Opinion / From the Press

Cross-talk should focus on real issues

(China Daily) Updated: 2014-09-09 07:58

Cross-talk, a traditional and popular form of satire, has lost its charm because artists today cannot satirize current social issues, film director Guo Baochang said on the 100th anniversary of Ma Sanli, a pre-eminent cross-talk artist. Now that people are encountering many new problems and conflicts as the country undergoes profound reforms, cross-talk artists should reflect the opinion of the majority instead of being reduced to a tool for singing praises of officials, says an article in Beijing News. Excerpts:

Cross-talk is a traditional form of talk show where two people have a conversation, which satirizes incompetent officials or social problems. The subjects are usually exaggerated stories based on social problems and full of irony. It has been popular because of two precise reasons: humor and sarcasm.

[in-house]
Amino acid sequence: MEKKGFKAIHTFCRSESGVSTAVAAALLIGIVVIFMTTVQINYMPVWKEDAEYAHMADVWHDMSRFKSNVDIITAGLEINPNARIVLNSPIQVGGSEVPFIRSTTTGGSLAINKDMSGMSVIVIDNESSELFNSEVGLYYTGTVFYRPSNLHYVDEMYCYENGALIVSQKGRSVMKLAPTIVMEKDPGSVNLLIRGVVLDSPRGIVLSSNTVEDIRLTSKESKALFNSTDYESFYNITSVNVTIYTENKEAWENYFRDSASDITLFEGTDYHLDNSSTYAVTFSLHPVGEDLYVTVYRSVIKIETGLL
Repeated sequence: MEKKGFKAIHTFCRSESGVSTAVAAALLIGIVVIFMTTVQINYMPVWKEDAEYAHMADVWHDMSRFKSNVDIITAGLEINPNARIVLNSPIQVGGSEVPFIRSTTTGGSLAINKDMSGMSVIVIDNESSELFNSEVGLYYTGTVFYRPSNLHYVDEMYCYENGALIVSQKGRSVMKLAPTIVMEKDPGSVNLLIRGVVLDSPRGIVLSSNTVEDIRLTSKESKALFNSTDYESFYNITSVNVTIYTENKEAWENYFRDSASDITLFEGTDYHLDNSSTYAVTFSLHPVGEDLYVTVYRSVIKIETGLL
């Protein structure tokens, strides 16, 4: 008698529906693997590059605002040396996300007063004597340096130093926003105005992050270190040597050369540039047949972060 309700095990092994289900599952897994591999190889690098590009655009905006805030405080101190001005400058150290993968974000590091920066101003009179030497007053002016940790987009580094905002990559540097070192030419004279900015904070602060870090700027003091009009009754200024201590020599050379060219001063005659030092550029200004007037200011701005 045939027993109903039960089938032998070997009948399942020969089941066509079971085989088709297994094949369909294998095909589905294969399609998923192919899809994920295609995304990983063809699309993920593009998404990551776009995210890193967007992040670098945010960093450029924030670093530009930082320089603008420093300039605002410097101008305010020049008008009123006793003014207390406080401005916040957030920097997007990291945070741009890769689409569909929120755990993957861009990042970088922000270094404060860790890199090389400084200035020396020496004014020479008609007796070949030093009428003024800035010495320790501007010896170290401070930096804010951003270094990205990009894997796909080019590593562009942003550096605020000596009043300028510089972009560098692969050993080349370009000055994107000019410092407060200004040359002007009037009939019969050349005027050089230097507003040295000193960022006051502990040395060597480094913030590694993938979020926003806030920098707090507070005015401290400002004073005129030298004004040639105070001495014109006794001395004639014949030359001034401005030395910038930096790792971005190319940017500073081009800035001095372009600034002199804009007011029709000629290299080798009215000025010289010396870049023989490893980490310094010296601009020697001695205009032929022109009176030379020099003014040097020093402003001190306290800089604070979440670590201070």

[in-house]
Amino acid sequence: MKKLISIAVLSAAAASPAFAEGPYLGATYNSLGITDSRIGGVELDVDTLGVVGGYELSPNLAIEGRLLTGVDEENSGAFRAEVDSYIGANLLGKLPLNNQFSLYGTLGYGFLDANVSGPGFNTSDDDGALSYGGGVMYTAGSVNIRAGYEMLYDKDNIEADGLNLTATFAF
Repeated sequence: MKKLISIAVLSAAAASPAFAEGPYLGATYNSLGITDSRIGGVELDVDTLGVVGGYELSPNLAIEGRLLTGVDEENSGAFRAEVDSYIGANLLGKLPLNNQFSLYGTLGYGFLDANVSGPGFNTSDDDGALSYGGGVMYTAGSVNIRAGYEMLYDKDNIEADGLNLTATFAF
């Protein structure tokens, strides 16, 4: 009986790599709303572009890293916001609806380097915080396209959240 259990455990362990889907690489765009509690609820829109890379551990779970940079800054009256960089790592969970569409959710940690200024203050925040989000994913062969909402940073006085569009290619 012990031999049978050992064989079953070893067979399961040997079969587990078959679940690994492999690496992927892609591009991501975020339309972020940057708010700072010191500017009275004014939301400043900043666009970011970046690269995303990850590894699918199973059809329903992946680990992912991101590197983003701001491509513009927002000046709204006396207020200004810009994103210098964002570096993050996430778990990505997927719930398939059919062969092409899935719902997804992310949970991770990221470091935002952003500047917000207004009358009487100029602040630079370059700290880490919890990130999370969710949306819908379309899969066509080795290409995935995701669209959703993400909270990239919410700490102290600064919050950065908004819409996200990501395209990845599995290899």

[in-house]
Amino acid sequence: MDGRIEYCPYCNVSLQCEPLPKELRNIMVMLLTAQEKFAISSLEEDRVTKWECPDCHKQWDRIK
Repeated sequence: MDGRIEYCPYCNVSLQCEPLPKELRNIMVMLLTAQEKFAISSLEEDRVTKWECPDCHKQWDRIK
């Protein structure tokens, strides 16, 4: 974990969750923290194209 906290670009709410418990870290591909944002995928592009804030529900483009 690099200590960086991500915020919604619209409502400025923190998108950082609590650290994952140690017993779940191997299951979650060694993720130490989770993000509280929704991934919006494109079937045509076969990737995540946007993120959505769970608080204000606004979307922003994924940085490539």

These days, however, many cross-talk artists only think about how to make the audience laugh without daring to satirize sensitive issues. The subjects are too trivial to prompt the audience to think about the social problems they encounter in their daily lives. Therefore, the art form seems to be a shadow of its real self.

There are many classic cross-talk pieces known for their pungent sarcasm against incompetent and insincere government officials, corruption, extravagant lifestyle and hypocrisy. People used to love them because they were hilarious and thought-provoking at the same time.

China today is facing many social problems, which cross-talk artists could draw inspiration from. For instance, the anti-corruption campaign is a treasure trove for cross-talk artists to exploit and let people know the intricacies of the bureaucracy and officialdom. So, it is high time cross-talk artists stopped using trivial issues in their vain attempt to please people and took up some real problems to fulfill their social responsibility.


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